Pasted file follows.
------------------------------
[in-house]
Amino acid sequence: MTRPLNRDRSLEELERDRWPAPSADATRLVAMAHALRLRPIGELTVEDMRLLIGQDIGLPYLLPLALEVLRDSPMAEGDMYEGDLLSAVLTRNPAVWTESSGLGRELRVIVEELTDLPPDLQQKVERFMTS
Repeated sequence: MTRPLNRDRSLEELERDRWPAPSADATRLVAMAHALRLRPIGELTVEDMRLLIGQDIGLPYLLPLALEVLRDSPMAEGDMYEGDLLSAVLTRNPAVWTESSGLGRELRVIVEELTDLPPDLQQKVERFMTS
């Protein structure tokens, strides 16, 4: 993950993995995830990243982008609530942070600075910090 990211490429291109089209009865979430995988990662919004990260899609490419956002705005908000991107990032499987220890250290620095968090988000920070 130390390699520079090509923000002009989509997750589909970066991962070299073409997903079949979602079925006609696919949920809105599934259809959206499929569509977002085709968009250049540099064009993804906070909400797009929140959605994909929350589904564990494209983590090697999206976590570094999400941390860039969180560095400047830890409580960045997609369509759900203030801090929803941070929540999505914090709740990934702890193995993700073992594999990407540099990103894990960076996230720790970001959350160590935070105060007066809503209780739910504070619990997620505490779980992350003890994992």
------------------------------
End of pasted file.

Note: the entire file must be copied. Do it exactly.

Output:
[in-house]
Amino acid sequence: MTRPLNRDRSLEELERDRWPAPSADATRLVAMAHALRLRPIGELTVEDMRLLIGQDIGLPYLLPLALEVLRDSPMAEGDMYEGDLLSAVLTRNPAVWTESSGLGRELRVIVEELTDLPPDLQQKVERFMTS
Repeated sequence: MTRPLNRDRSLEELERDRWPAPSADATRLVAMAHALRLRPIGELTVEDMRLLIGQDIGLPYLLPLALEVLRDSPMAEGDMYEGDLLSAVLTRNPAVWTESSGLGRELRVIVEELTDLPPDLQQKVERFMTS
């Protein structure tokens, strides 16, 4: 993950993995995830990243982008609530942070600075910090 990211490429291109089209009865979430995988990662919004990260899609490419956002705005908000991107990032499987220890250290620095968090988000920070 130390390699520079090509923000002009989509997750589909970066991962070299073409997903079949979602079925006609696919949920809105599934259809959206499929569509977002085709968009250049540099064009993804906070909400797009929140959605994909929350589904564990494209983590090697999206976590570094999400941390860039969180560095400047830890409580960045997609369509759900203030801090929803941070929540999505914090709740990934702890193995993700073992594999990407540099990103894990960076996230720790970001959350160590935070105060007066809503209780739910504070619990997620505490779980992350003890994992």